‘Whenever printers told me it couldn’t be done, I would show them how to do it,’ said Althea McNish. ‘Before long, the impossible became possible.’
It’s a telling statement that sums up the spirit of the trailblazing textile designer and active member of the Caribbean Artists Movement, who is the focus of a major exhibition at London’s William Morris Gallery. It will have a wealth of vibrant, radical work to draw on and some of McNish’s most famous works will be on display, including designs made for Liberty, Dior and Conran that demonstrate her astronomical success as a commercial designer. These will be accompanied by experimental fashion fabrics, lavish wallpapers, screen-print designs and a Trinidad carnival costume from 1969.
The exhibition will also include items from Althea’s personal archive, such as personal photographs of her student years in London, her university dissertation and early scrapbooks.
Image: Horace Tonge. N15 Archive. The Althea McNish Collection
Born in Port of Spain, Trinidad, she arrived in England in 1951 with a scholarship to study architecture, but ended up at the London School of Printing and Graphic Arts, where she was encouraged by Eduardo Paolozzi to focus her talent on textiles.
It seems fitting that Liberty should be the first to reissue her work: it was then-chairman Arthur Stewart-Liberty who gave McNish her earliest commission. He must have decided her portfolio was too good not to share, as he promptly put her in a taxi to see textile titan Zika Ascher, who asked her to create designs for Dior. Work followed for Heal’s and Conran; she even produced fabrics for the Queen’s wardrobe for her 1966 trip to Trinidad.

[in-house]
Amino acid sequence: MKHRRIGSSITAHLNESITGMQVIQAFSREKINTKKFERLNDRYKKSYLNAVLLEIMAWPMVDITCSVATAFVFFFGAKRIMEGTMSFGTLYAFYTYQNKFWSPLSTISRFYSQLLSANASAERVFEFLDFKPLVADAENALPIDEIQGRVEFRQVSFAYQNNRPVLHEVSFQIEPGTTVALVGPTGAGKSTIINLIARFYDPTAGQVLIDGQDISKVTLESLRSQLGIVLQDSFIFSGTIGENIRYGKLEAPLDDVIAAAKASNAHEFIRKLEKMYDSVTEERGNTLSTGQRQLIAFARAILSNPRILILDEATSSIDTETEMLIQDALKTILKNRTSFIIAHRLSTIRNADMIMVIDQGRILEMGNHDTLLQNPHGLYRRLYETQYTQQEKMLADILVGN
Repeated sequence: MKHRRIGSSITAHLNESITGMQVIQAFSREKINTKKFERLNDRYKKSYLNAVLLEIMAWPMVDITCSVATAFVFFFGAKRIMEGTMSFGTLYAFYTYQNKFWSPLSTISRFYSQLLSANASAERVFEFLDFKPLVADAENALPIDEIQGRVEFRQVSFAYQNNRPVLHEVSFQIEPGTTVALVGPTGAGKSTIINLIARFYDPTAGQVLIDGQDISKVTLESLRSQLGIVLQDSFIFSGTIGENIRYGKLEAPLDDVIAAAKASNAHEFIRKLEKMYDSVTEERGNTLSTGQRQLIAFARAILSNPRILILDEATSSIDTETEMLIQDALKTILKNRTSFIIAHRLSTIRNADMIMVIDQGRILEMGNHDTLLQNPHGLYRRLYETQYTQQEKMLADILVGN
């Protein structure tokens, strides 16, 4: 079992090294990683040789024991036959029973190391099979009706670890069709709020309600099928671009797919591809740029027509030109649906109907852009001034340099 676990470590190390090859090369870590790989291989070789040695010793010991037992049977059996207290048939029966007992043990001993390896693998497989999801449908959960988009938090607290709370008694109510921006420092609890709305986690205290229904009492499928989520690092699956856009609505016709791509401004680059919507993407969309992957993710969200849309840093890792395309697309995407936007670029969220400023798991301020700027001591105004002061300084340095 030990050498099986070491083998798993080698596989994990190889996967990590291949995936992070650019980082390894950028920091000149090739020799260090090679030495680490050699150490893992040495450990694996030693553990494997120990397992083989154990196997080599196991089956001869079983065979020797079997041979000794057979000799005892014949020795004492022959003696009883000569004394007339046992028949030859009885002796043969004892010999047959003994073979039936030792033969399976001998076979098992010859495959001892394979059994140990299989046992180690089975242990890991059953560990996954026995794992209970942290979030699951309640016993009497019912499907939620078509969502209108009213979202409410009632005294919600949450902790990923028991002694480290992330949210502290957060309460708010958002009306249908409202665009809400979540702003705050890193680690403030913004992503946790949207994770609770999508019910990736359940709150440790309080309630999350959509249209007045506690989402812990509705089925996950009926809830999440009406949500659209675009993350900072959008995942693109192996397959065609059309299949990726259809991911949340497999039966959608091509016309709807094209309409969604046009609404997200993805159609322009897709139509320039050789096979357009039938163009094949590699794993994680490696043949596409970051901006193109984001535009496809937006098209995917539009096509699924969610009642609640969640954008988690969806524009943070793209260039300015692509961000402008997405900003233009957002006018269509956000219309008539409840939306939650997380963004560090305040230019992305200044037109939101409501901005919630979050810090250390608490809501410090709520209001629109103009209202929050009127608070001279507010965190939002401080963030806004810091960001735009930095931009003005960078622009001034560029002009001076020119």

Image: ‘Painted Desert’ textile design for Hull Traders, 1959. Printed cotton. Althea McNish: Colour is Mine at William Morris Gallery 2 April – 26 June 2022, © the Whitworth, The University of Manchester.
McNish found much to be inspired by in Britain, but visions of her native island were hardly suppressed by five decades in Tottenham. Possibly her most famous pattern, Golden Harvest sits at the centre of the exhibition – taking inspiration from the sugarcane plantations of her childhood in Trinidad. The pattern recalls the graphic repeats of wheat fields in Essex, which had sparked memories of sugarcane plantations. ‘Everything I did, I saw it through a tropical eye,’ she said.
Image: Golden Harvest, furnishing fabric, designed by Althea McNish for Hull Traders Ltd., 1960s, UK. © Victoria and Albert Museum, London
Drawing on extensive new research and her personal archive, Colour is Mine explores McNish’s extraordinary career, her transformative impact on mid-century design and her enduring influence today.
Althea McNish: Colour is Mine is on display at the William Morris Gallery until 11 September 2022.
Find out more at: www.wmgallery.org.uk